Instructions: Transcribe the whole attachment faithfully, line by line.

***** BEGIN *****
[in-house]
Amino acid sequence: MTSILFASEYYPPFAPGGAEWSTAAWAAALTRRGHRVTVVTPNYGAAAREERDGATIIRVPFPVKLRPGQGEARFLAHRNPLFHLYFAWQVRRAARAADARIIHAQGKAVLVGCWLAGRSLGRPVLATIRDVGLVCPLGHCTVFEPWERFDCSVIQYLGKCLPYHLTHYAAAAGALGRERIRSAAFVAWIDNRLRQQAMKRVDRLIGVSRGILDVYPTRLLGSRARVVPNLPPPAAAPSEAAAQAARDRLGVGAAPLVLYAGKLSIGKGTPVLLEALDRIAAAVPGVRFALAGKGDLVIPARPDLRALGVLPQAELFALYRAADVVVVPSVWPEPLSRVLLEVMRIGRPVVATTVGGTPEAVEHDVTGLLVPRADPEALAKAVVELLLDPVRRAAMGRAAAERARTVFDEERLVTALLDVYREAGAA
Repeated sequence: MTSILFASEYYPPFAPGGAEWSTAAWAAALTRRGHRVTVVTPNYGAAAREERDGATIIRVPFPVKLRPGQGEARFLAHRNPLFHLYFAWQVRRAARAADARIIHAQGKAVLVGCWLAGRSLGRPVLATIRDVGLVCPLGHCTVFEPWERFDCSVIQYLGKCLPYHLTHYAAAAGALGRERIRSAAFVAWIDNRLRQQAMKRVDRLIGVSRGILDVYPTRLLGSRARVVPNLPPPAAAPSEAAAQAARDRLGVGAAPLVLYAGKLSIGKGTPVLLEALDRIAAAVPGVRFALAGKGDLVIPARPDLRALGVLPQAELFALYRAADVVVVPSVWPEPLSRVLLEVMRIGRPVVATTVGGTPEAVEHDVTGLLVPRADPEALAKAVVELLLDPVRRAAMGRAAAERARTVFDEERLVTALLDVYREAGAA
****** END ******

[in-house]
Amino acid sequence: MTSILFASEYYPPFAPGGAEWSTAAWAAALTRRGHRVTVVTPNYGAAAREERDGATIIRVPFPVKLRPGQGEARFLAHRNPLFHLYFAWQVRRAARAADARIIHAQGKAVLVGCWLAGRSLGRPVLATIRDVGLVCPLGHCTVFEPWERFDCSVIQYLGKCLPYHLTHYAAAAGALGRERIRSAAFVAWIDNRLRQQAMKRVDRLIGVSRGILDVYPTRLLGSRARVVPNLPPPAAAPSEAAAQAARDRLGVGAAPLVLYAGKLSIGKGTPVLLEALDRIAAAVPGVRFALAGKGDLVIPARPDLRALGVLPQAELFALYRAADVVVVPSVWPEPLSRVLLEVMRIGRPVVATTVGGTPEAVEHDVTGLLVPRADPEALAKAVVELLLDPVRRAAMGRAAAERARTVFDEERLVTALLDVYREAGAA
Repeated sequence: MTSILFASEYYPPFAPGGAEWSTAAWAAALTRRGHRVTVVTPNYGAAAREERDGATIIRVPFPVKLRPGQGEARFLAHRNPLFHLYFAWQVRRAARAADARIIHAQGKAVLVGCWLAGRSLGRPVLATIRDVGLVCPLGHCTVFEPWERFDCSVIQYLGKCLPYHLTHYAAAAGALGRERIRSAAFVAWIDNRLRQQAMKRVDRLIGVSRGILDVYPTRLLGSRARVVPNLPPPAAAPSEAAAQAARDRLGVGAAPLVLYAGKLSIGKGTPVLLEALDRIAAAVPGVRFALAGKGDLVIPARPDLRALGVLPQAELFALYRAADVVVVPSVWPEPLSRVLLEVMRIGRPVVATTVGGTPEAVEHDVTGLLVPRADPEALAKAVVELLLDPVRRAAMGRAAAERARTVFDEERLVTALLDVYREAGAA